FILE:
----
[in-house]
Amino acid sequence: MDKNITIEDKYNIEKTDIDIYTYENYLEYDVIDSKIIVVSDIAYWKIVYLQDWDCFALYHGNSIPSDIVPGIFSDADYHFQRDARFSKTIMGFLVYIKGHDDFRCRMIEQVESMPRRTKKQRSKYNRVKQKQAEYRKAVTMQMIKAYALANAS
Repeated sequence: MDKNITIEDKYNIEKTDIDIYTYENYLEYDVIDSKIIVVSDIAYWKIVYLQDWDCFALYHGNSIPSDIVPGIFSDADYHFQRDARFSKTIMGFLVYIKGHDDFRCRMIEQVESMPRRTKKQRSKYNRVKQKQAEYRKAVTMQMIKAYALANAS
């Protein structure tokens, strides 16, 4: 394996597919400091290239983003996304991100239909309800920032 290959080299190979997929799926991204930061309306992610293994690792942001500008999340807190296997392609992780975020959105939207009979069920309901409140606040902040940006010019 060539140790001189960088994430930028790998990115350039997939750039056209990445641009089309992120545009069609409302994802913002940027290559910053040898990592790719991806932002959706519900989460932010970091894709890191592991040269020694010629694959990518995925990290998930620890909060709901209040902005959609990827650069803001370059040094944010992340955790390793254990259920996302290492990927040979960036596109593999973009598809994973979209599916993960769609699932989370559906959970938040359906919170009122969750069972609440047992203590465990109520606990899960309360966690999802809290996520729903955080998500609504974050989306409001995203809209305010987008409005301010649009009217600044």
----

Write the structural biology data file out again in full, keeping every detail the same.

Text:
[in-house]
Amino acid sequence: MDKNITIEDKYNIEKTDIDIYTYENYLEYDVIDSKIIVVSDIAYWKIVYLQDWDCFALYHGNSIPSDIVPGIFSDADYHFQRDARFSKTIMGFLVYIKGHDDFRCRMIEQVESMPRRTKKQRSKYNRVKQKQAEYRKAVTMQMIKAYALANAS
Repeated sequence: MDKNITIEDKYNIEKTDIDIYTYENYLEYDVIDSKIIVVSDIAYWKIVYLQDWDCFALYHGNSIPSDIVPGIFSDADYHFQRDARFSKTIMGFLVYIKGHDDFRCRMIEQVESMPRRTKKQRSKYNRVKQKQAEYRKAVTMQMIKAYALANAS
């Protein structure tokens, strides 16, 4: 394996597919400091290239983003996304991100239909309800920032 290959080299190979997929799926991204930061309306992610293994690792942001500008999340807190296997392609992780975020959105939207009979069920309901409140606040902040940006010019 060539140790001189960088994430930028790998990115350039997939750039056209990445641009089309992120545009069609409302994802913002940027290559910053040898990592790719991806932002959706519900989460932010970091894709890191592991040269020694010629694959990518995925990290998930620890909060709901209040902005959609990827650069803001370059040094944010992340955790390793254990259920996302290492990927040979960036596109593999973009598809994973979209599916993960769609699932989370559906959970938040359906919170009122969750069972609440047992203590465990109520606990899960309360966690999802809290996520729903955080998500609504974050989306409001995203809209305010987008409005301010649009009217600044």